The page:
(NaturalNews) A new report by UK consumer group Which? charges junk food manufacturers with engaging in "underhand" marketing techniques aimed at selling high-sugar, fattening foods to young children.
Which? researchers kept track of the marketing techniques of 12 food companies -- Burger King, McDonald's, KFC, Coca-Cola, PepsiCo, Cadbury-Schweppes, Haribo, Kellogg's, Kraft, Masterfoods, Nestle and Weetabix -- for six months, and interviewed roughly 50 children prior to the publication of their report.
The researchers found that the most popular marketing tactic, "viral marketing," uses the internet to encourage children to email branded messages to each other. Other techniques use children's films, the World Cup or competitions to attract children.
Which? researcher Nick Stace said advertisers are also targeting parents in an attempt to make junk foods high in salt, sugar and fat seem like healthy options for their children.
"How can parents be expected to give their children a healthy, balanced diet when these sophisticated, underhand techniques are targeting their children, often behind their backs?" Stace said. "Most of [junk food companies'] so-called responsible marketing policies are simply empty rhetoric."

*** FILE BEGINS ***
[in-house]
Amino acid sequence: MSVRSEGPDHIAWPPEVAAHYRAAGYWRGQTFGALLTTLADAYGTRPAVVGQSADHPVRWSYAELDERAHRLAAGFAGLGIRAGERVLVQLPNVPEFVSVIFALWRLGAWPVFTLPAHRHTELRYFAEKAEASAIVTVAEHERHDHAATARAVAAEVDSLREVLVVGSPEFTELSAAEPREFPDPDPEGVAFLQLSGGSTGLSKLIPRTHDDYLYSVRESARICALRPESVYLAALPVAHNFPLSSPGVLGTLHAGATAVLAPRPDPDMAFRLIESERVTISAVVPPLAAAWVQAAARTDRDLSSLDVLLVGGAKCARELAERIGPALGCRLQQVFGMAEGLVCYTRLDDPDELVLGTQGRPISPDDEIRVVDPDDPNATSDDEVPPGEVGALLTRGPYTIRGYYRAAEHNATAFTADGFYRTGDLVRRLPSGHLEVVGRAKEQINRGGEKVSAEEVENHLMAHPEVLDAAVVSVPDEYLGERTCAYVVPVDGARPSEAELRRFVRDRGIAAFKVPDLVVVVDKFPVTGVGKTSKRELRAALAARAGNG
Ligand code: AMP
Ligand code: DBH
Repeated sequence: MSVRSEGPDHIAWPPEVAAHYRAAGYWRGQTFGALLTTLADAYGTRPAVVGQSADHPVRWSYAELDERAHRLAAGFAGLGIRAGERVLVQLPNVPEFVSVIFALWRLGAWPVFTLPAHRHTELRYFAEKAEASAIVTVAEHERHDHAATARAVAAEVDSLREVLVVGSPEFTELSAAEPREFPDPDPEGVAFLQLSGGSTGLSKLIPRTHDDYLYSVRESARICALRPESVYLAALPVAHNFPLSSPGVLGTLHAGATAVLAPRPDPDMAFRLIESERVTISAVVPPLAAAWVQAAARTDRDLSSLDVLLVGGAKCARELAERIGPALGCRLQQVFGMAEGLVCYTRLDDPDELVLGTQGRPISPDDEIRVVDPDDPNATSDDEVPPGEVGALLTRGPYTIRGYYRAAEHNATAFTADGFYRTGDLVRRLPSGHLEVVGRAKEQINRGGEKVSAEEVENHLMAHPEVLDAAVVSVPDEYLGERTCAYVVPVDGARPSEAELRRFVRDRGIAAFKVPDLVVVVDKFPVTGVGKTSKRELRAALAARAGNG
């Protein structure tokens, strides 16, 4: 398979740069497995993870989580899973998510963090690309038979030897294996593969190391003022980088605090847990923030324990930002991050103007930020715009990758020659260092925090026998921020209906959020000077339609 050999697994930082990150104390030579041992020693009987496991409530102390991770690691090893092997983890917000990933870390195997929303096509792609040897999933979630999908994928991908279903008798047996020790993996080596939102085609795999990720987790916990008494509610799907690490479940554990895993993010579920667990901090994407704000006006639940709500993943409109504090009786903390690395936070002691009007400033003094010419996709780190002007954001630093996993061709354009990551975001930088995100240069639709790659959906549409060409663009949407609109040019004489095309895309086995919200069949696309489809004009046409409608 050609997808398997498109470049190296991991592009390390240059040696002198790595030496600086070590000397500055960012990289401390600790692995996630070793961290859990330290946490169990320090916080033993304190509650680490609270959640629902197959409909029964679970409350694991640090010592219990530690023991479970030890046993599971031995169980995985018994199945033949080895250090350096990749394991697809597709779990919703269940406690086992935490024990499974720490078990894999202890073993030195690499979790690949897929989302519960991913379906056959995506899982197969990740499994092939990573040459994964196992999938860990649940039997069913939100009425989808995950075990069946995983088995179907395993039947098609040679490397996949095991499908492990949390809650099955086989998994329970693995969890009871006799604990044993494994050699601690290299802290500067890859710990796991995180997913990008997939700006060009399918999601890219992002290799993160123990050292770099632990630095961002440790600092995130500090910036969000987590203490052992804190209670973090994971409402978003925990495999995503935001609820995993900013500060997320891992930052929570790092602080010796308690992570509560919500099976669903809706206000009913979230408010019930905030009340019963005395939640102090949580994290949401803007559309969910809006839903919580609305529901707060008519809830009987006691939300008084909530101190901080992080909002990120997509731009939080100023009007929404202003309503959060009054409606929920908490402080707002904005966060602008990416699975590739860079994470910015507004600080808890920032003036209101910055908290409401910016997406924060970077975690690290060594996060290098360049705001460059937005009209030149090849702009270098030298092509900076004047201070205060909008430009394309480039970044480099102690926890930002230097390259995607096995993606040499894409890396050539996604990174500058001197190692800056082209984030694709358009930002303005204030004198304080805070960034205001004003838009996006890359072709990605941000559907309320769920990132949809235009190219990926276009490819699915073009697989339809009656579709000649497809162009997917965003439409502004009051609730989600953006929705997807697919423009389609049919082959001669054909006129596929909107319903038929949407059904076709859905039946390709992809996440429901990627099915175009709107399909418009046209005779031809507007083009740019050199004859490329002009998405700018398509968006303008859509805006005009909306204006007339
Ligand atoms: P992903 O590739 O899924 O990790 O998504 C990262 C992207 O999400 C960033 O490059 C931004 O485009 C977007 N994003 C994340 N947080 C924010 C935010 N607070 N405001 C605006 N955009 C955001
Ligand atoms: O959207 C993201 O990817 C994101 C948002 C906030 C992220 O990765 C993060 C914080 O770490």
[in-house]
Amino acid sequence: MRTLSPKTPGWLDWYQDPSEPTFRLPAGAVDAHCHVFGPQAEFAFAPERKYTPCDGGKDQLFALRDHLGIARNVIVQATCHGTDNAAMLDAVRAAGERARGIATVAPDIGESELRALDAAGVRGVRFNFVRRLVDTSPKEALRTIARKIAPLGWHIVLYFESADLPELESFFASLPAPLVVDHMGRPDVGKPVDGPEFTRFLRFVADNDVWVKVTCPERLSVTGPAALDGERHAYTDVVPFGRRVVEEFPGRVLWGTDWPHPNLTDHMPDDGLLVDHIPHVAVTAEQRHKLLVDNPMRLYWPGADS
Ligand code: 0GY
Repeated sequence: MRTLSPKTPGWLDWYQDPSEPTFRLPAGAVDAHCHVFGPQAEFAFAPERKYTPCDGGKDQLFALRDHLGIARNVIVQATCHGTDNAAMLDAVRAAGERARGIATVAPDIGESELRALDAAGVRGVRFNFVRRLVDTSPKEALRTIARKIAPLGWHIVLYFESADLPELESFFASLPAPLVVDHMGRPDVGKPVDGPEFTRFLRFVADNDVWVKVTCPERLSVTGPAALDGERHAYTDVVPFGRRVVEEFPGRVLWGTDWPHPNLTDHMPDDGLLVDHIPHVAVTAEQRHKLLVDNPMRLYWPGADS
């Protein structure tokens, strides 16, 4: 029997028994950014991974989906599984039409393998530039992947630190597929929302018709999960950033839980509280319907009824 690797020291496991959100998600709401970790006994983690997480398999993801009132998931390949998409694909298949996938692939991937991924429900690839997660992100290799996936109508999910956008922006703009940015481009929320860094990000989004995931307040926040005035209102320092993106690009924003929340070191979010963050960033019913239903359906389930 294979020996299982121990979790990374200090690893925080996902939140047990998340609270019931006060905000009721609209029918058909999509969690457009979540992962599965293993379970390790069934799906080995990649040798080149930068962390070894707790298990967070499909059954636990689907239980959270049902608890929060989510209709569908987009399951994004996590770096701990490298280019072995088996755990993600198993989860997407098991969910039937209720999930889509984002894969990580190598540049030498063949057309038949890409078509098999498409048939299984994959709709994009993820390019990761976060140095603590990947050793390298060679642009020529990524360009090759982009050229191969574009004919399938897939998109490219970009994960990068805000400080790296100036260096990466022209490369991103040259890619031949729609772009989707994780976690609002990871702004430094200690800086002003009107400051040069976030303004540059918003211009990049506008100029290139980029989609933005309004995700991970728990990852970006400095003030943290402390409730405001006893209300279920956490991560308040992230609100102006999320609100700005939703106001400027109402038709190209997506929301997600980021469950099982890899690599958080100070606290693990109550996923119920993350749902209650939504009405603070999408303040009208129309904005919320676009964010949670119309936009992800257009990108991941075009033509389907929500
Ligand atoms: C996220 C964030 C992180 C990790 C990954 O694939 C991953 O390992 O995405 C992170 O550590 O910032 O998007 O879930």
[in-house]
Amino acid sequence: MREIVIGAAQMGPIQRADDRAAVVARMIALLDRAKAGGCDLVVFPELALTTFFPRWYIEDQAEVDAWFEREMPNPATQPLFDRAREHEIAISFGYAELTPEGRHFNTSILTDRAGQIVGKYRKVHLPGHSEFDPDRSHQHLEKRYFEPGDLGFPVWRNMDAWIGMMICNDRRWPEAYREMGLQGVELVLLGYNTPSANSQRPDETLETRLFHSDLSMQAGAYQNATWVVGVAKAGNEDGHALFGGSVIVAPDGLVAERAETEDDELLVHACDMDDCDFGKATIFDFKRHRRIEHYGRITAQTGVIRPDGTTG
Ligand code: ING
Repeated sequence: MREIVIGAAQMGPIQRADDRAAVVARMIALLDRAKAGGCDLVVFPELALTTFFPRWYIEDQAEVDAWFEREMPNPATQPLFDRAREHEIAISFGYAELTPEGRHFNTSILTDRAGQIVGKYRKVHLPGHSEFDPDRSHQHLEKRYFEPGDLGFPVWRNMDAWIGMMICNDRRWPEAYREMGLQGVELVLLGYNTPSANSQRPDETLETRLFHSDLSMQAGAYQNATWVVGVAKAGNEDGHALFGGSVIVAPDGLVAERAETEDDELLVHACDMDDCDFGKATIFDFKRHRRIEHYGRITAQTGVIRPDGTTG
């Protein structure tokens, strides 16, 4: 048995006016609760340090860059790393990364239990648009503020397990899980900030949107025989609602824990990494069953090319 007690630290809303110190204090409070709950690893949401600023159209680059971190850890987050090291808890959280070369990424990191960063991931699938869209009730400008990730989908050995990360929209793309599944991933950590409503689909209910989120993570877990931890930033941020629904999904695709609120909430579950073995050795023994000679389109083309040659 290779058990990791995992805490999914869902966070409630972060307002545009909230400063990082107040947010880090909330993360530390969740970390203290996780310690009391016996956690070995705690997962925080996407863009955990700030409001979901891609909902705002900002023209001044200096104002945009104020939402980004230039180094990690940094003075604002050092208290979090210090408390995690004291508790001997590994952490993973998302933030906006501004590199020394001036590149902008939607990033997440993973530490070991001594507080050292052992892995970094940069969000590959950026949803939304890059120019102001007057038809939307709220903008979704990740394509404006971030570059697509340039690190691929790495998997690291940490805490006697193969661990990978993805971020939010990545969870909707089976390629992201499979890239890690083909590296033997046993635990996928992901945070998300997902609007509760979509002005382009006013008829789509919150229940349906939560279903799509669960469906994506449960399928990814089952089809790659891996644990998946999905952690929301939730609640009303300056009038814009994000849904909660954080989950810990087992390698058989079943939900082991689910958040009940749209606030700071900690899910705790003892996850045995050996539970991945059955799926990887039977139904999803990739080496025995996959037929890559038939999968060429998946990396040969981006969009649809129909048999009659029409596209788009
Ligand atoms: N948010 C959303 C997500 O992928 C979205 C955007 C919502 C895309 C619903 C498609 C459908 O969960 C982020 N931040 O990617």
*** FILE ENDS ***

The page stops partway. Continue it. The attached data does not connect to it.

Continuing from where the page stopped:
UK ad regulator OFCOM announced two weeks ago that it would enforce a ban on junk food ads during TV programs targeted at children younger than 16 years old, as well as a complete ban on junk food ads on children's channels and children's programs on adult channels watched by many children.
However, Which? says OFCOM's new regulations do not go far enough to protect children, and a complete ban on all junk food ads on all channels should be enforced before the 9 p.m. watershed.
The food industry has condemned the Which? report, claiming it is actively working with the government to safely advertise to children.
Kellogg's spokesman Chris Wermann called the report "sensational ... selective, ill-informed and unrepresentative." McDonald's issued a statement claiming it does not engage in "underhand" marketing and does not market junk food to children.
Jenni MacDougall of Cancer Research UK said, "The techniques used to promote foods high in fat, salt and sugar are very creative, and many of them hold appeal for children. With childhood obesity reaching alarming levels, it is vital that the problem is tackled from all angles.
"We are disappointed that OFCOM has not gone further in its proposals to restrict junk food advertising to children," she said.
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